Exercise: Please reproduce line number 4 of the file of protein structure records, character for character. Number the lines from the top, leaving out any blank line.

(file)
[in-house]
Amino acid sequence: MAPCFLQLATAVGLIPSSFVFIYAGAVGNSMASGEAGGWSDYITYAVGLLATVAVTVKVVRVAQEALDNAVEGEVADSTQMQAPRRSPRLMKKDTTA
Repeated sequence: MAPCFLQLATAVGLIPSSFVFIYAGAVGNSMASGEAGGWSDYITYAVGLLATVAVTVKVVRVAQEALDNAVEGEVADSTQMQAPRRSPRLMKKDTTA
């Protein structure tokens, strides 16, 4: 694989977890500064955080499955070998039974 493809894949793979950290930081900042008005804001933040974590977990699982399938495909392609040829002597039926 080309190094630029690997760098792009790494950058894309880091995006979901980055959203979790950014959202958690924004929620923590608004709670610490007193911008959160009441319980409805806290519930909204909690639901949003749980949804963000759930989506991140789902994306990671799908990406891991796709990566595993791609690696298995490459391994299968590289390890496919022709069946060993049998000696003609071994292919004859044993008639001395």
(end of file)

């Protein structure tokens, strides 16, 4: 694989977890500064955080499955070998039974 493809894949793979950290930081900042008005804001933040974590977990699982399938495909392609040829002597039926 080309190094630029690997760098792009790494950058894309880091995006979901980055959203979790950014959202958690924004929620923590608004709670610490007193911008959160009441319980409805806290519930909204909690639901949003749980949804963000759930989506991140789902994306990671799908990406891991796709990566595993791609690696298995490459391994299968590289390890496919022709069946060993049998000696003609071994292919004859044993008639001395």